Ferira concludes, "If omega-3s were not top of mind for musculoskeletal health, they should be. The science is exciting and growing."*
Brain development & cognition.
The omega-3 DHA, in particular, is crucial for brain development19, as well as for supporting cognition20 (including things like memory and mood) throughout your lifetime.*
Ferira shares, "Indeed, these omega-3s are literally intrinsic to the cellular membranes of cells throughout our central nervous system, from our brain and retina to neurons throughout the body. They are ensuring healthy neuronal signaling via synaptic transmission, which translates practically into mental acuity, memory, vision, and more."*
She caveats these potential benefits with an important message: "These central nervous system benefits are all predicated on the assumption that, of course, you are regularly consuming a meaningful amount of omega-3s EPA and DHA in the first place."*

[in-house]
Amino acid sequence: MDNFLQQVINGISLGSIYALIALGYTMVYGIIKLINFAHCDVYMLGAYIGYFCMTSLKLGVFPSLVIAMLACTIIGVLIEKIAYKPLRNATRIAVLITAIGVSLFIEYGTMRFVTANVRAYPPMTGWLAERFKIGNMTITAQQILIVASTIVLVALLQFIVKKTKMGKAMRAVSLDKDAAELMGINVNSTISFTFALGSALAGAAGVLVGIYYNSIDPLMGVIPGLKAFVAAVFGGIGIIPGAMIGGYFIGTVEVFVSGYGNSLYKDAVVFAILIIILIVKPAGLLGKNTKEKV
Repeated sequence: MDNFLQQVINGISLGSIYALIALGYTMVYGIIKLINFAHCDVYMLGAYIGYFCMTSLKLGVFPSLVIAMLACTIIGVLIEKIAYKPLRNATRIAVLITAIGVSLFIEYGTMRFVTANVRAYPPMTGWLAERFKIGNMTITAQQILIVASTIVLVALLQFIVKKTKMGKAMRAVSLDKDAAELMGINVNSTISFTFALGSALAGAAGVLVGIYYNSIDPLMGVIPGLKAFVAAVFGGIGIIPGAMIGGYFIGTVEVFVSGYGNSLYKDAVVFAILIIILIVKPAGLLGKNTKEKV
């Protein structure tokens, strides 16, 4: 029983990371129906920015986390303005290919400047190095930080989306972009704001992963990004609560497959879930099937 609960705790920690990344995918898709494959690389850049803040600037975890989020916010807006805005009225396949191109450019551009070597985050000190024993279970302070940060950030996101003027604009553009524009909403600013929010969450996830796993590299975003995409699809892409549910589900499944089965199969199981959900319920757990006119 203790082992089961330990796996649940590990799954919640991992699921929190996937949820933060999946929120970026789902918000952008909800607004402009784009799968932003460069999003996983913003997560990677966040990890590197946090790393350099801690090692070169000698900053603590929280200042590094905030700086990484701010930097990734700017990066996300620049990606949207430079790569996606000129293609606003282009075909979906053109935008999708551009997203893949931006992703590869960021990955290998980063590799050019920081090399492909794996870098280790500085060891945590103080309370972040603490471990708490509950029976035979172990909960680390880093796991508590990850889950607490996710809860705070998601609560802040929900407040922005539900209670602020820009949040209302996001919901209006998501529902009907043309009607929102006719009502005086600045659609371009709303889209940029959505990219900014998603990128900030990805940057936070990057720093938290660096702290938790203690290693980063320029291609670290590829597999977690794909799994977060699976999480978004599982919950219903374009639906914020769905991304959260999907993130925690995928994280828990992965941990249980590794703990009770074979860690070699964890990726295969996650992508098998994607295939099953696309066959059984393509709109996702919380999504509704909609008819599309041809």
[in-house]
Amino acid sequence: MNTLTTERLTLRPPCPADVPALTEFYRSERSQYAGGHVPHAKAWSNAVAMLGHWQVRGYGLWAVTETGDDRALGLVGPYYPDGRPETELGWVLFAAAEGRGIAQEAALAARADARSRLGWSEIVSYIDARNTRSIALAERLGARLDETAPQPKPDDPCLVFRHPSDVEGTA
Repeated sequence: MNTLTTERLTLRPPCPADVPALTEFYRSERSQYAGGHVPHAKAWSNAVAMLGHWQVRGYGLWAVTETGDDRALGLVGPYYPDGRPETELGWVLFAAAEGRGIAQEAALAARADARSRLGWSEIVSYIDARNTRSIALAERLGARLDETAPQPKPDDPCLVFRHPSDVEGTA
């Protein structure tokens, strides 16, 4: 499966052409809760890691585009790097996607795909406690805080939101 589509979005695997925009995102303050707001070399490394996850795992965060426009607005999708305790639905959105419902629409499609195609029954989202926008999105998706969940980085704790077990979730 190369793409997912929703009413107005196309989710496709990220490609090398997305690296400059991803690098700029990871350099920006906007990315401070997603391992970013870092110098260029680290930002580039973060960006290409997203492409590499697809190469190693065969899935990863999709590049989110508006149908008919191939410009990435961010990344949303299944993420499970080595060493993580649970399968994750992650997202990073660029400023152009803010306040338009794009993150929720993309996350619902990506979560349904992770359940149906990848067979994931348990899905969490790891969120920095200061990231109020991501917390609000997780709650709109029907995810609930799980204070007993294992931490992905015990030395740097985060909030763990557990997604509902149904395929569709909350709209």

More recently, science has started digging more into another exciting perk of omega-3s: Their role in mental well-being. Researchers are still exploring21 exactly how EPA and DHA (the two omegas being touted for their mood benefits) have a positive impact here, but there is certainly evidence to suggest they have an important part to play in supporting a balanced mood22.*
"Given omega-3s' extensive neuroprotective roles in the body, it's not surprising that they have been linked to mood balance and health,"* concludes Ferira.
Healthy eyes & vision
In addition to brain development, DHA is also a must-have for eye development early on and function throughout life. It both works to ensure that the retina functions23 as it should and helps the eyes combat oxidative stress24.*